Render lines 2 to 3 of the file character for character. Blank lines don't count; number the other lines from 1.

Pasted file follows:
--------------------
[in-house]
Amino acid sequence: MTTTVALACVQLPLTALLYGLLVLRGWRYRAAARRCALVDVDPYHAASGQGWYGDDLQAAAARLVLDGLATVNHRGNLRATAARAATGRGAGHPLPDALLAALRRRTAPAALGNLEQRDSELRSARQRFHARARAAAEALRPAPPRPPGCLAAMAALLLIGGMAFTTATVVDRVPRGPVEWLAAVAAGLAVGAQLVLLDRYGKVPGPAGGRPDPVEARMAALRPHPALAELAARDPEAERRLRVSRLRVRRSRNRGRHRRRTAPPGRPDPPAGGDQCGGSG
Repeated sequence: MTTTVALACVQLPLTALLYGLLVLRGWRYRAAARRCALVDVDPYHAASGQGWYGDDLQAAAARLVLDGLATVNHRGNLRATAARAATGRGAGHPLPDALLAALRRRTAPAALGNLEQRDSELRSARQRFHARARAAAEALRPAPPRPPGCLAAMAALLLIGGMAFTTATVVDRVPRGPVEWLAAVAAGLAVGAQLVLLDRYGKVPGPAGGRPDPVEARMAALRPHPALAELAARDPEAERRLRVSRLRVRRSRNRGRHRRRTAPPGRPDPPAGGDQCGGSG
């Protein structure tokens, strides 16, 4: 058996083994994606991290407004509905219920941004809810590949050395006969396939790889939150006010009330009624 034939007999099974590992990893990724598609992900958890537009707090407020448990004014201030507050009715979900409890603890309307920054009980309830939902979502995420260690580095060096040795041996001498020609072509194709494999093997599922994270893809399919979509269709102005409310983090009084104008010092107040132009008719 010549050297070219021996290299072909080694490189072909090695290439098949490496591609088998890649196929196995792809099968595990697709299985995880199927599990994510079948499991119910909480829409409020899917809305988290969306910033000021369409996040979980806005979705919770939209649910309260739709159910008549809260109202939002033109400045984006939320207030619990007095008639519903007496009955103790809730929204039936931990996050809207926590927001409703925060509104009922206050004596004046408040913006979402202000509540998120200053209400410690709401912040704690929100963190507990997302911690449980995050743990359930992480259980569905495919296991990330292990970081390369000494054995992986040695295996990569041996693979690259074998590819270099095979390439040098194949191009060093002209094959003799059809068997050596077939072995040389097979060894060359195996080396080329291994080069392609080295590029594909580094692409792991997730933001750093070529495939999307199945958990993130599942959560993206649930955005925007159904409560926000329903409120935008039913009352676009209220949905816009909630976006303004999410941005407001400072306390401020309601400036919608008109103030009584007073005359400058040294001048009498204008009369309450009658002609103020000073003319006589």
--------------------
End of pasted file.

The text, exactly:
Amino acid sequence: MTTTVALACVQLPLTALLYGLLVLRGWRYRAAARRCALVDVDPYHAASGQGWYGDDLQAAAARLVLDGLATVNHRGNLRATAARAATGRGAGHPLPDALLAALRRRTAPAALGNLEQRDSELRSARQRFHARARAAAEALRPAPPRPPGCLAAMAALLLIGGMAFTTATVVDRVPRGPVEWLAAVAAGLAVGAQLVLLDRYGKVPGPAGGRPDPVEARMAALRPHPALAELAARDPEAERRLRVSRLRVRRSRNRGRHRRRTAPPGRPDPPAGGDQCGGSG
Repeated sequence: MTTTVALACVQLPLTALLYGLLVLRGWRYRAAARRCALVDVDPYHAASGQGWYGDDLQAAAARLVLDGLATVNHRGNLRATAARAATGRGAGHPLPDALLAALRRRTAPAALGNLEQRDSELRSARQRFHARARAAAEALRPAPPRPPGCLAAMAALLLIGGMAFTTATVVDRVPRGPVEWLAAVAAGLAVGAQLVLLDRYGKVPGPAGGRPDPVEARMAALRPHPALAELAARDPEAERRLRVSRLRVRRSRNRGRHRRRTAPPGRPDPPAGGDQCGGSG